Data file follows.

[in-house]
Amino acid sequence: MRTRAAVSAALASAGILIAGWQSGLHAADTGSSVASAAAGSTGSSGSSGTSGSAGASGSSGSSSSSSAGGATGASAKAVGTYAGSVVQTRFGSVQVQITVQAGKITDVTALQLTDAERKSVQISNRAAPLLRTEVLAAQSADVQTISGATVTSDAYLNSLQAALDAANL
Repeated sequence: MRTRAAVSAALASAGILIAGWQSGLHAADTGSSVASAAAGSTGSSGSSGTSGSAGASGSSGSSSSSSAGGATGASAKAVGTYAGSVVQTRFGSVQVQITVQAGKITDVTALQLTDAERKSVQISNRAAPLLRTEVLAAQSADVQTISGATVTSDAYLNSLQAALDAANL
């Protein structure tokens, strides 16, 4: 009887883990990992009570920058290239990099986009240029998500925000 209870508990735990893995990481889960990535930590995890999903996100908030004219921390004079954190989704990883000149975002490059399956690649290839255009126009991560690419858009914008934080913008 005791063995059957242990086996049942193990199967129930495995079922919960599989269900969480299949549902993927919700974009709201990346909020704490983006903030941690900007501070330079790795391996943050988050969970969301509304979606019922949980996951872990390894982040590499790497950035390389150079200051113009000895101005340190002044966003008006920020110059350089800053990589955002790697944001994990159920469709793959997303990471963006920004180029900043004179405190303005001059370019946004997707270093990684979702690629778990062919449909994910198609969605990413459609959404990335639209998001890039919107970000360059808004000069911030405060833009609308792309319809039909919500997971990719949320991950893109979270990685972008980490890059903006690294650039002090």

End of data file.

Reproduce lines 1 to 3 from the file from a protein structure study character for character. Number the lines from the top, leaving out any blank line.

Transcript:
[in-house]
Amino acid sequence: MRTRAAVSAALASAGILIAGWQSGLHAADTGSSVASAAAGSTGSSGSSGTSGSAGASGSSGSSSSSSAGGATGASAKAVGTYAGSVVQTRFGSVQVQITVQAGKITDVTALQLTDAERKSVQISNRAAPLLRTEVLAAQSADVQTISGATVTSDAYLNSLQAALDAANL
Repeated sequence: MRTRAAVSAALASAGILIAGWQSGLHAADTGSSVASAAAGSTGSSGSSGTSGSAGASGSSGSSSSSSAGGATGASAKAVGTYAGSVVQTRFGSVQVQITVQAGKITDVTALQLTDAERKSVQISNRAAPLLRTEVLAAQSADVQTISGATVTSDAYLNSLQAALDAANL